“It was a great experience. … I remember us scoring a lot of points, but that’s kind of the Arena League,” Fisch said.

Following their one season together in New Jersey, Fisch and Guy went their separate ways.

Fisch became a graduate assistant at the University of Florida under Steve Spurrier. Guy finished his playing career with the Orlando Predators before returning to New Jersey as a coach. He climbed the ladder quickly, moving from defensive backs coach to defensive coordinator to head coach by the midway point of the 2000 season.

Guy interviewed Fisch to become New Jersey’s offensive coordinator. But a player’s strike was looking, and — with uncertainty surrounding the upcoming season — Guy urged Fisch to pursue other jobs.

So Fisch went to the NFL, serving as the defensive quality control coach for the Houston Texans in 2002 before joining the Baltimore Ravens’ staff as an offensive assistant. Fisch coached the Denver Broncos’ wide receivers in 2008, then — after one season with the University of Minnesota — returned to the NFL as the Seattle Seahawks’ quarterbacks coach.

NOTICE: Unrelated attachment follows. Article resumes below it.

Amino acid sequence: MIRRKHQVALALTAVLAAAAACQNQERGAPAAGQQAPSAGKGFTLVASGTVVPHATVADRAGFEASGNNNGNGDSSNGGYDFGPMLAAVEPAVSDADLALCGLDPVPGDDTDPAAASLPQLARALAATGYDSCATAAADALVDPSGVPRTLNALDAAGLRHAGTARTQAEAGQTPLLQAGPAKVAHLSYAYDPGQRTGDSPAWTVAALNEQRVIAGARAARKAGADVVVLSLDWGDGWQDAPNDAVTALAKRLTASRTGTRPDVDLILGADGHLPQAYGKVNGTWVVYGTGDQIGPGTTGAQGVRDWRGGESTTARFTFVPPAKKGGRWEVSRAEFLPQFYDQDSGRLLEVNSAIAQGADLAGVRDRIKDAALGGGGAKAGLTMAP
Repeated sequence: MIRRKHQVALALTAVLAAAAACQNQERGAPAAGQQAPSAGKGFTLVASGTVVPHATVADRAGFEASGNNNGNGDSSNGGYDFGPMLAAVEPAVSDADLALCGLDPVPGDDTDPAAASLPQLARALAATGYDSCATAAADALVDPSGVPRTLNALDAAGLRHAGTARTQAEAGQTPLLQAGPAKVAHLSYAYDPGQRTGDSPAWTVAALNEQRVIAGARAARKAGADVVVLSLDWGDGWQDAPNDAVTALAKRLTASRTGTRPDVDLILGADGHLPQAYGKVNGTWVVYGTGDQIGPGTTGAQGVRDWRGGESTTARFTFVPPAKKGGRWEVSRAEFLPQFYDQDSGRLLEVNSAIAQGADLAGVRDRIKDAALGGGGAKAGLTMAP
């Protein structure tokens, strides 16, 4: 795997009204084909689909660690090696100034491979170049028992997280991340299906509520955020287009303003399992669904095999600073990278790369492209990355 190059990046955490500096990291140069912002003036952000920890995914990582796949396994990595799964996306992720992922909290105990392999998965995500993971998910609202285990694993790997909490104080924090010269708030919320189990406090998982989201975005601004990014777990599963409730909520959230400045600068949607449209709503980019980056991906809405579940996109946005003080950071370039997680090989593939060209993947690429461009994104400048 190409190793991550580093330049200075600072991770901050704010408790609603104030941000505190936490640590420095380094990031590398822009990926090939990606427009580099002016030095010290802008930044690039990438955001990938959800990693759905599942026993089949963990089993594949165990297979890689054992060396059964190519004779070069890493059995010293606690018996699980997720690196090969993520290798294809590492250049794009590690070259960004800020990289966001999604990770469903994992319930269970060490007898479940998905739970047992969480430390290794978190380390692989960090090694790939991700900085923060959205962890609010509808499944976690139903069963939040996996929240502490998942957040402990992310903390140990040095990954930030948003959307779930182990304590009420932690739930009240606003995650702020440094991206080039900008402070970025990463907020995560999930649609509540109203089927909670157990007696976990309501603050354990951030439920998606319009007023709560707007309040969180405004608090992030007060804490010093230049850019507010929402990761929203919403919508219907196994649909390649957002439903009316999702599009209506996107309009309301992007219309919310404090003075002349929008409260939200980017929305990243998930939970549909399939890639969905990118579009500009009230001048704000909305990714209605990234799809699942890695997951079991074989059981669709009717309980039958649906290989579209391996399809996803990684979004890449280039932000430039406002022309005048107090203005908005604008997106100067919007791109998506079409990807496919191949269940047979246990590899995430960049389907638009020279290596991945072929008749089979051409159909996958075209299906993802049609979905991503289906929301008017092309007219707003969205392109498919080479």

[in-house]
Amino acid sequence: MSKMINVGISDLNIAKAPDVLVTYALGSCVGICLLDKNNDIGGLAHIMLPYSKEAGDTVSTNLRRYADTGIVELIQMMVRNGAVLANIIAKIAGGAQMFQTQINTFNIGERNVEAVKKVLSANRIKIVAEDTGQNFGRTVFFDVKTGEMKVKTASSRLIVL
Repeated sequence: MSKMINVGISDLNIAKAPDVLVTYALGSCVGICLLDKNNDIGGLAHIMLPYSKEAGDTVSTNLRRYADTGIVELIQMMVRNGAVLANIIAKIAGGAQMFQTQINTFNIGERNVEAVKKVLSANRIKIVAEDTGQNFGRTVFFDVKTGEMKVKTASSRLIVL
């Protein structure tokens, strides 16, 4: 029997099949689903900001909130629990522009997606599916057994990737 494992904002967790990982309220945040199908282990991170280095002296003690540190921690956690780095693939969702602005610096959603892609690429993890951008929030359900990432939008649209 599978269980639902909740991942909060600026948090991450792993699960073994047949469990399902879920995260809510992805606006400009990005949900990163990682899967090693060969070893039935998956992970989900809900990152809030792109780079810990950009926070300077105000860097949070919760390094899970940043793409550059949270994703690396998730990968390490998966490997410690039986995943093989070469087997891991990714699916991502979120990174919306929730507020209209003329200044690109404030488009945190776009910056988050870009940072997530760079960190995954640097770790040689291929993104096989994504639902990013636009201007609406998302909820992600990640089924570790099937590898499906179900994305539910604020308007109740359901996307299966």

Fisch’s coaching journey has since taken him to the University of Miami, the Jacksonville Jaguars, Los Angeles Rams and New England Patriots, and to UCLA and Michigan. Along the way, Fisch coached under Bill Belichick, Brian Billick, Mike Shanahan and Pete Carroll, who combined to win 10 Super Bowls.

Guy has become indoor football’s version of the aforementioned coaches. Under Guy’s direction, the Rattlers have won four ArenaBowl championships and one United Bowl title. Guy also started Tucson’s franchise, which is in its second official season.

Twenty-three years after first meeting each other, Fisch and Guy both call the Old Pueblo home — and are both head coaches.

“It’s great knowing the co-owner of the Tucson Sugar Skulls is friends with the new head coach of the University of Arizona,” said Sugar Skulls head coach Dixie Wooten.

Fisch said he hopes Guy can attend some practices and games in the fall once the IFL season concludes.

“I saw recently that he was here running the show,” Fisch said. “I hope he comes out to practice and comes and says hello, because it would be great to see him again.”